Edward M. Gramlich
1939 – 2007
It is with profound sadness that we note the passing of Edward M. Gramlich, professor emeritus of economics and Richard Musgrave Collegiate Professor of Public Policy Emeritus, on September 5, 2007 in Washington, D.C, of leukemia. He was sixty-eight. Ned had most recently served the University as interim provost and executive vice president of academic affairs (2005-2006). He joined the Urban Institute after retiring from the active faculty in June, 2006. Prior to returning to campus in 2005, he was a member of the Board of Governors of the Federal Reserve System for eight years.
Ned was dean of the School of Public Policy from 1995-1997 and had also served as chair of the Department of Economics and director of the Institute of Public Policy Studies (the forerunner to what is now the Gerald R. Ford School of Public Policy). His expertise in macroeconomic and fiscal policy had led him to serve in several capacities with the federal government, including as both deputy director and acting director of the Congressional Budget Office. In addition, he chaired the Quadrennial Advisory Commission on Social Security from 1994-1996. He also served as staff director for the 1992 Economic Study Committee on Major League Baseball.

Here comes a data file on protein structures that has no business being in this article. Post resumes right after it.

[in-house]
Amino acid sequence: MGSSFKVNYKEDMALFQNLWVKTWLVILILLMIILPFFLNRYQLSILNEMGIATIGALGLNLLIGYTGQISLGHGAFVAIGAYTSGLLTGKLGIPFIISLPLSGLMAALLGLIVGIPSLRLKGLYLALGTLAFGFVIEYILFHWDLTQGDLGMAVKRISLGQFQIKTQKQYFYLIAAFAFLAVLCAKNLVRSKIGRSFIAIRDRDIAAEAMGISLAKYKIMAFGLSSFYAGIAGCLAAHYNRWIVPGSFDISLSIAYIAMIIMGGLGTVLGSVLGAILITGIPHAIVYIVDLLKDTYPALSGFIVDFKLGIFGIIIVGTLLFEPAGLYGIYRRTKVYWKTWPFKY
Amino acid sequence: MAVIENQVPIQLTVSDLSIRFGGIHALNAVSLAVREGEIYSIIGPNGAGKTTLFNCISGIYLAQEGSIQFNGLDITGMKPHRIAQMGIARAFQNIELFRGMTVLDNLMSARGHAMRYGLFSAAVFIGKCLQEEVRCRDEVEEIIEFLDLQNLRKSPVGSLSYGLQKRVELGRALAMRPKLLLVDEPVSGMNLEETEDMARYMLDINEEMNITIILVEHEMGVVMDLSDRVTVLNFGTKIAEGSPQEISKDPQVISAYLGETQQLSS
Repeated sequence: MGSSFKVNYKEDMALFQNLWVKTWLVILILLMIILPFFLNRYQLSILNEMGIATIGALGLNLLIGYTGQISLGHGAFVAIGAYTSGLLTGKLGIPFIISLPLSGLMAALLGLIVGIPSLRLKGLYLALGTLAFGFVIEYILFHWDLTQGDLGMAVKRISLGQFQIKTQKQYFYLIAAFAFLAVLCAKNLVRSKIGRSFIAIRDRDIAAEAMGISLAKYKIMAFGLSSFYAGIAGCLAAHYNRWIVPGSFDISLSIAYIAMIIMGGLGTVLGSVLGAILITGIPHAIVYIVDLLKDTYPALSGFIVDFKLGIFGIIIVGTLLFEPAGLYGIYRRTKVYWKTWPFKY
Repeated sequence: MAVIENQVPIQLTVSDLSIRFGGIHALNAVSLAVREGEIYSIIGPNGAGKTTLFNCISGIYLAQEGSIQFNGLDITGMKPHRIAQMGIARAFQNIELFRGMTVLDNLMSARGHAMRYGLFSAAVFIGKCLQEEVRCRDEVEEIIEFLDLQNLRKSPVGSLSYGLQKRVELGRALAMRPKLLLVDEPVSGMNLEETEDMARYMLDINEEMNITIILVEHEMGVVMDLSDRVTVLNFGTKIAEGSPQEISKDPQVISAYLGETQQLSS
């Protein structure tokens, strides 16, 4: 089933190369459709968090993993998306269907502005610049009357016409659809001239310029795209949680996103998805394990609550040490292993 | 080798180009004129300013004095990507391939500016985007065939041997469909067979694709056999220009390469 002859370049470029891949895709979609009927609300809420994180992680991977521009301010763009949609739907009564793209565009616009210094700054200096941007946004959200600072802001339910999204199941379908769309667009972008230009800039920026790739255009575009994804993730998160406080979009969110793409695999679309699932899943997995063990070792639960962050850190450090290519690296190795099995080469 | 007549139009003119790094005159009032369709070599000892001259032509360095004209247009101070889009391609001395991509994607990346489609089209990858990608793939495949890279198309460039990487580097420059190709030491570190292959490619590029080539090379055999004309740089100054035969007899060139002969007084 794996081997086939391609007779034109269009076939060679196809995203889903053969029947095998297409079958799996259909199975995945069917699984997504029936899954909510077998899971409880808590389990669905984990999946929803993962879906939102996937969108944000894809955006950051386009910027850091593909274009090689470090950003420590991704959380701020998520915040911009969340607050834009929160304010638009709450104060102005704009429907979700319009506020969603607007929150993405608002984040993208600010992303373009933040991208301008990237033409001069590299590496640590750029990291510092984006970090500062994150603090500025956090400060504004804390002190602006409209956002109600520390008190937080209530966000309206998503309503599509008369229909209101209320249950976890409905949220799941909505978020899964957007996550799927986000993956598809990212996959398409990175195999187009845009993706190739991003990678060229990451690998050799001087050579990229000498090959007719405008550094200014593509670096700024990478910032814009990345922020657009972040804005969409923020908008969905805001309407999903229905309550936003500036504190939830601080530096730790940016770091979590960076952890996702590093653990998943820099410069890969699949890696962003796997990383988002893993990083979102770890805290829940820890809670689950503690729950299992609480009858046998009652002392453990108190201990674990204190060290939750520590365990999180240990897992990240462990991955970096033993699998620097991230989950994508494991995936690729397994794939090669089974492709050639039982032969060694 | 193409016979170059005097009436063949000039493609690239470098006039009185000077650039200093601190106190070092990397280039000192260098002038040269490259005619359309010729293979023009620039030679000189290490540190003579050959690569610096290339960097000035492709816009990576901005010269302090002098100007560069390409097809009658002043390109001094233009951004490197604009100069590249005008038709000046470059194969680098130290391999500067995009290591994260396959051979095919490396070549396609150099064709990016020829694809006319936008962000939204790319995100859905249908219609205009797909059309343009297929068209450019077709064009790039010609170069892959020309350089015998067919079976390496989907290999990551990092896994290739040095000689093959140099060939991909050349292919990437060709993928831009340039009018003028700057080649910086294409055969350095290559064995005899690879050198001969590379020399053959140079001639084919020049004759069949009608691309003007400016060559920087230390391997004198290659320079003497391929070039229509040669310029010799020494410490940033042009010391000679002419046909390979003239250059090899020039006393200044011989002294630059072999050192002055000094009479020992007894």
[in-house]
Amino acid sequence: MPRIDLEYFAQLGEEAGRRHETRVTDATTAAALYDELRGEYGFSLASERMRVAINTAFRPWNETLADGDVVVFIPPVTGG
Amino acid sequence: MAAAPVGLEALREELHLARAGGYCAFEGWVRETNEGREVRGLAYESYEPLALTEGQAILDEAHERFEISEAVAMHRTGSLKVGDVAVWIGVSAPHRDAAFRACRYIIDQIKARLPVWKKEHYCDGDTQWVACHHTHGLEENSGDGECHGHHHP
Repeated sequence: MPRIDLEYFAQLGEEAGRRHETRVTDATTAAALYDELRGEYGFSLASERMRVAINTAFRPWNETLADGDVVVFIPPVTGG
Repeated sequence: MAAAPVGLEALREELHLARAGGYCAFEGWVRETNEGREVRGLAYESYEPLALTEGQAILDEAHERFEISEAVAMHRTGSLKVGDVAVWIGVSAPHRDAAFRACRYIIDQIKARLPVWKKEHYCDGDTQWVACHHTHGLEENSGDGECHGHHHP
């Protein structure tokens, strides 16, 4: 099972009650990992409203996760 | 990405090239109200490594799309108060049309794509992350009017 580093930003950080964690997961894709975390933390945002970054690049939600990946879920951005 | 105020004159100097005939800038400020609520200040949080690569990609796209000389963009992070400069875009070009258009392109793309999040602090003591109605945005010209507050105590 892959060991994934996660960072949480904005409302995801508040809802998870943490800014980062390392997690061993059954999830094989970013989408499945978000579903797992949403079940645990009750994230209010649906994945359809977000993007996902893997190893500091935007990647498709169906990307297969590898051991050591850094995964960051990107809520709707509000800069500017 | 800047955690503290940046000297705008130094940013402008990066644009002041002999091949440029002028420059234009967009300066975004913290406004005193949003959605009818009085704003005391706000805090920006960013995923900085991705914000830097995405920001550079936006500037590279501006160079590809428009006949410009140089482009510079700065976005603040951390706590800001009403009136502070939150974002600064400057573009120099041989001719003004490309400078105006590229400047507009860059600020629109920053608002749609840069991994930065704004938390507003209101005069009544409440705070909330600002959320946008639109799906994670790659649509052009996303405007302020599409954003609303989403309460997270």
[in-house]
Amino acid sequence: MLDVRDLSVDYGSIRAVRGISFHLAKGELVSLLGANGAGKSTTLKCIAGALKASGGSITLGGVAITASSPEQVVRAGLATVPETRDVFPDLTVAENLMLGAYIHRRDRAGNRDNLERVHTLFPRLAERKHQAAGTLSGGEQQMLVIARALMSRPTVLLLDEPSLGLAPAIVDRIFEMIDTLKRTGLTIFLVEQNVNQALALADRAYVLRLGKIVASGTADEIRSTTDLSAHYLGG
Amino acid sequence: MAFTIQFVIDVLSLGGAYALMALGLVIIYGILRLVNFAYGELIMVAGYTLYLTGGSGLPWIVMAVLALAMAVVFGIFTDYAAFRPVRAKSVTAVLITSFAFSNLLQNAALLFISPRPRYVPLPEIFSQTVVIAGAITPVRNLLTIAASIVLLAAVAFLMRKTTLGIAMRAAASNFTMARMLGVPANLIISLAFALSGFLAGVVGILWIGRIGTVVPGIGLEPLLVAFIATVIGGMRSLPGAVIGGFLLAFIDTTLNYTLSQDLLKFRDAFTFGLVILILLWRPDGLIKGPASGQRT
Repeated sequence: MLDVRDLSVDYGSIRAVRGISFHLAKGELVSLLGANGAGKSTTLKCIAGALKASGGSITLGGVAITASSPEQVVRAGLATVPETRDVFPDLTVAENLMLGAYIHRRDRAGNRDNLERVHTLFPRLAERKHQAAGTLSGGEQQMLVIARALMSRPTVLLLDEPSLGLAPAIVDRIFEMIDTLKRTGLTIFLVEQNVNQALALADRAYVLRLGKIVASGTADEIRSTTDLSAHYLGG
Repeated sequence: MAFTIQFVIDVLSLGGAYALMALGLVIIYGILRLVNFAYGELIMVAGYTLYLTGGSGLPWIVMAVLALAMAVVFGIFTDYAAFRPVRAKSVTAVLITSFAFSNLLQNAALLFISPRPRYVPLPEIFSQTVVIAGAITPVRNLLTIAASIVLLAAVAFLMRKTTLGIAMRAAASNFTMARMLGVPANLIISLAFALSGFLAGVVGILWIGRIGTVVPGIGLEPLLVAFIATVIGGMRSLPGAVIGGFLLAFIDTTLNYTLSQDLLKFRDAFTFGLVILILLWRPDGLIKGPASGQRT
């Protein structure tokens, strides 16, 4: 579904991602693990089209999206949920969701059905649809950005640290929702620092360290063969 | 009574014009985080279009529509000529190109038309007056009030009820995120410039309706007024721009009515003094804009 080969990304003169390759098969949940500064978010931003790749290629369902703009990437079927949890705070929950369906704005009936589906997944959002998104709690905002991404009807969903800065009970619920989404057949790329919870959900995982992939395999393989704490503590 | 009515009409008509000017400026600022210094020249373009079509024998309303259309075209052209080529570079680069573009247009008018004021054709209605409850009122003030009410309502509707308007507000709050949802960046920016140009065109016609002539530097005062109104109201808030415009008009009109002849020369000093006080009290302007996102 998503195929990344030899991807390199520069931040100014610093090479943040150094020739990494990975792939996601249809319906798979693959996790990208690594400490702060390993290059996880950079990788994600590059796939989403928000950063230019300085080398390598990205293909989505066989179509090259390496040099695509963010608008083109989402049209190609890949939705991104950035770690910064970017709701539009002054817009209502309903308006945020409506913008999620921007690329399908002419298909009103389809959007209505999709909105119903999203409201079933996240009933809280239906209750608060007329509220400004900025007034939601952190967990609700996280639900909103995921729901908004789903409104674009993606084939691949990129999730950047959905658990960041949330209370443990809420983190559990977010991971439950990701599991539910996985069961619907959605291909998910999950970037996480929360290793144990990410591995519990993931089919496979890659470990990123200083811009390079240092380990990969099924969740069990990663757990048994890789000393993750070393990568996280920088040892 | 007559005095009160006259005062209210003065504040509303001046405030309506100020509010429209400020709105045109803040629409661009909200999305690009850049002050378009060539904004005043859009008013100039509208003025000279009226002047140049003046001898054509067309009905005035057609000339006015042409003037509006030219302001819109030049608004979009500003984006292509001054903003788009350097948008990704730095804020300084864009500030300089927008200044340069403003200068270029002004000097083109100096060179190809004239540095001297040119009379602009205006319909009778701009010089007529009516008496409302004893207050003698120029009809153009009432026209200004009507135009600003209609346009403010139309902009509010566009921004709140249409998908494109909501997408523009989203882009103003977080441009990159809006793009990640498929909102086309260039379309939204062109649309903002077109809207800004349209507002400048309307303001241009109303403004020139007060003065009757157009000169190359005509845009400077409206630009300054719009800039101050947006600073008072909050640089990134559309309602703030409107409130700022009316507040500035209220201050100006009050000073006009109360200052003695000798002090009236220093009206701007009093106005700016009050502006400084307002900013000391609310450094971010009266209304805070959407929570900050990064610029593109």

Ned joined the Federal Reserve as a research economist from 1965–1970 and was a senior fellow at the Brookings Institution from 1973–1976. He was appointed to the Federal Reserve System by President Bill Clinton in 1997 where he served until 2005. While at the Federal Reserve, Ned chaired the board’s Committee on Consumer and Community Affairs. During his tenure the committee proposed, and the board adopted, important changes in the Home Owner Equity Protection Act and the Home Mortgage Disclosure Act. His published work includes books and papers on macroeconomics, budget policy, income redistribution, fiscal federalism, social security, and the economics of professional sports. “Subprime Mortgages: America's Latest Boom and Bust” published in June 2007 by the Urban Institute proposed solutions for the mortgage crisis. He was also formerly the chairman of the Neighborhood Reinvestment Corporation and was seen as an expert on subprime lending after his year as a banking regulator at the Federal Reserve.
Ned also served as chairman of the Air Transportation Stabilization Board which was created by Congress after the 9/11 attacks raised concerns about the survival of the U.S. airline industry. He chaired several other lesser-known stabilization boards created by Congress.
Dr. Gramlich received his B.A. in economics from Williams College in 1961 and his M.A. and Ph.D. in economics from Yale University in 1962 and 1965, respectively.
Ned Gramlich is survived by his wife, Ruth, two children and three grandchildren.
-- Department of Economics